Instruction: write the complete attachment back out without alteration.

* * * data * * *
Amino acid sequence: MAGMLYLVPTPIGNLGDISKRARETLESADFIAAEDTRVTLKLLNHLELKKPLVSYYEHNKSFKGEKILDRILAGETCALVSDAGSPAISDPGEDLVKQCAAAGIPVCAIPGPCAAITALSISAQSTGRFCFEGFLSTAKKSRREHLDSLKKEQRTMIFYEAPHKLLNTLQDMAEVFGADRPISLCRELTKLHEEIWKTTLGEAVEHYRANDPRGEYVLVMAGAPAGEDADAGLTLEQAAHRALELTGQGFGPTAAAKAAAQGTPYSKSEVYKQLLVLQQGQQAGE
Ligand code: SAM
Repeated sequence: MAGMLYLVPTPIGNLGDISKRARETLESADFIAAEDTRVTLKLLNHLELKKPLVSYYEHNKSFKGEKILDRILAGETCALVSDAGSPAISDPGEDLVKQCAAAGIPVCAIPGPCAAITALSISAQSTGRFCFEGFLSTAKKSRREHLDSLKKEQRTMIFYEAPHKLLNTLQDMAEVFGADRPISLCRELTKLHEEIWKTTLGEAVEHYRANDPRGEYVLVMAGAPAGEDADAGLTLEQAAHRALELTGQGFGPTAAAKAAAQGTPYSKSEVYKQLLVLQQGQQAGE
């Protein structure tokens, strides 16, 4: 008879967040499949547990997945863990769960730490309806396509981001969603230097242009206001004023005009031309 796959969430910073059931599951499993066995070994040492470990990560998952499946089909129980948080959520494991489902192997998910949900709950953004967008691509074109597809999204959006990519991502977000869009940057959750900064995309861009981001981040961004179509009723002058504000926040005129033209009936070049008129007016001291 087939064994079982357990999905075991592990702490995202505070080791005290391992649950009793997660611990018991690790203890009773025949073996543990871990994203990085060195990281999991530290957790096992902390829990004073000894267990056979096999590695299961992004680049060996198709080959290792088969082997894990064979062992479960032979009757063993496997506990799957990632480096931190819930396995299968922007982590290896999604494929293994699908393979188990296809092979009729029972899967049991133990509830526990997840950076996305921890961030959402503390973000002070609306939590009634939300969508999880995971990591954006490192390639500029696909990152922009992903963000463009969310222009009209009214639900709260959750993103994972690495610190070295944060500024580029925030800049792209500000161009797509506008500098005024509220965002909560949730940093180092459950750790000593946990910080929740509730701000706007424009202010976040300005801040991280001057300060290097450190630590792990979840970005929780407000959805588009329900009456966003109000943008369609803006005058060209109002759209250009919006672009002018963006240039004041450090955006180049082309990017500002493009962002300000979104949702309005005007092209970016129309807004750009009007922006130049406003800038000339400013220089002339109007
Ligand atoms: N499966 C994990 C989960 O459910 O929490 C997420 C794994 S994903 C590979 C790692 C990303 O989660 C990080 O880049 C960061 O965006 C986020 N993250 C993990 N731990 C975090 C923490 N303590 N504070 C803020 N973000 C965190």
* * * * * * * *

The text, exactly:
Amino acid sequence: MAGMLYLVPTPIGNLGDISKRARETLESADFIAAEDTRVTLKLLNHLELKKPLVSYYEHNKSFKGEKILDRILAGETCALVSDAGSPAISDPGEDLVKQCAAAGIPVCAIPGPCAAITALSISAQSTGRFCFEGFLSTAKKSRREHLDSLKKEQRTMIFYEAPHKLLNTLQDMAEVFGADRPISLCRELTKLHEEIWKTTLGEAVEHYRANDPRGEYVLVMAGAPAGEDADAGLTLEQAAHRALELTGQGFGPTAAAKAAAQGTPYSKSEVYKQLLVLQQGQQAGE
Ligand code: SAM
Repeated sequence: MAGMLYLVPTPIGNLGDISKRARETLESADFIAAEDTRVTLKLLNHLELKKPLVSYYEHNKSFKGEKILDRILAGETCALVSDAGSPAISDPGEDLVKQCAAAGIPVCAIPGPCAAITALSISAQSTGRFCFEGFLSTAKKSRREHLDSLKKEQRTMIFYEAPHKLLNTLQDMAEVFGADRPISLCRELTKLHEEIWKTTLGEAVEHYRANDPRGEYVLVMAGAPAGEDADAGLTLEQAAHRALELTGQGFGPTAAAKAAAQGTPYSKSEVYKQLLVLQQGQQAGE
């Protein structure tokens, strides 16, 4: 008879967040499949547990997945863990769960730490309806396509981001969603230097242009206001004023005009031309 796959969430910073059931599951499993066995070994040492470990990560998952499946089909129980948080959520494991489902192997998910949900709950953004967008691509074109597809999204959006990519991502977000869009940057959750900064995309861009981001981040961004179509009723002058504000926040005129033209009936070049008129007016001291 087939064994079982357990999905075991592990702490995202505070080791005290391992649950009793997660611990018991690790203890009773025949073996543990871990994203990085060195990281999991530290957790096992902390829990004073000894267990056979096999590695299961992004680049060996198709080959290792088969082997894990064979062992479960032979009757063993496997506990799957990632480096931190819930396995299968922007982590290896999604494929293994699908393979188990296809092979009729029972899967049991133990509830526990997840950076996305921890961030959402503390973000002070609306939590009634939300969508999880995971990591954006490192390639500029696909990152922009992903963000463009969310222009009209009214639900709260959750993103994972690495610190070295944060500024580029925030800049792209500000161009797509506008500098005024509220965002909560949730940093180092459950750790000593946990910080929740509730701000706007424009202010976040300005801040991280001057300060290097450190630590792990979840970005929780407000959805588009329900009456966003109000943008369609803006005058060209109002759209250009919006672009002018963006240039004041450090955006180049082309990017500002493009962002300000979104949702309005005007092209970016129309807004750009009007922006130049406003800038000339400013220089002339109007
Ligand atoms: N499966 C994990 C989960 O459910 O929490 C997420 C794994 S994903 C590979 C790692 C990303 O989660 C990080 O880049 C960061 O965006 C986020 N993250 C993990 N731990 C975090 C923490 N303590 N504070 C803020 N973000 C965190």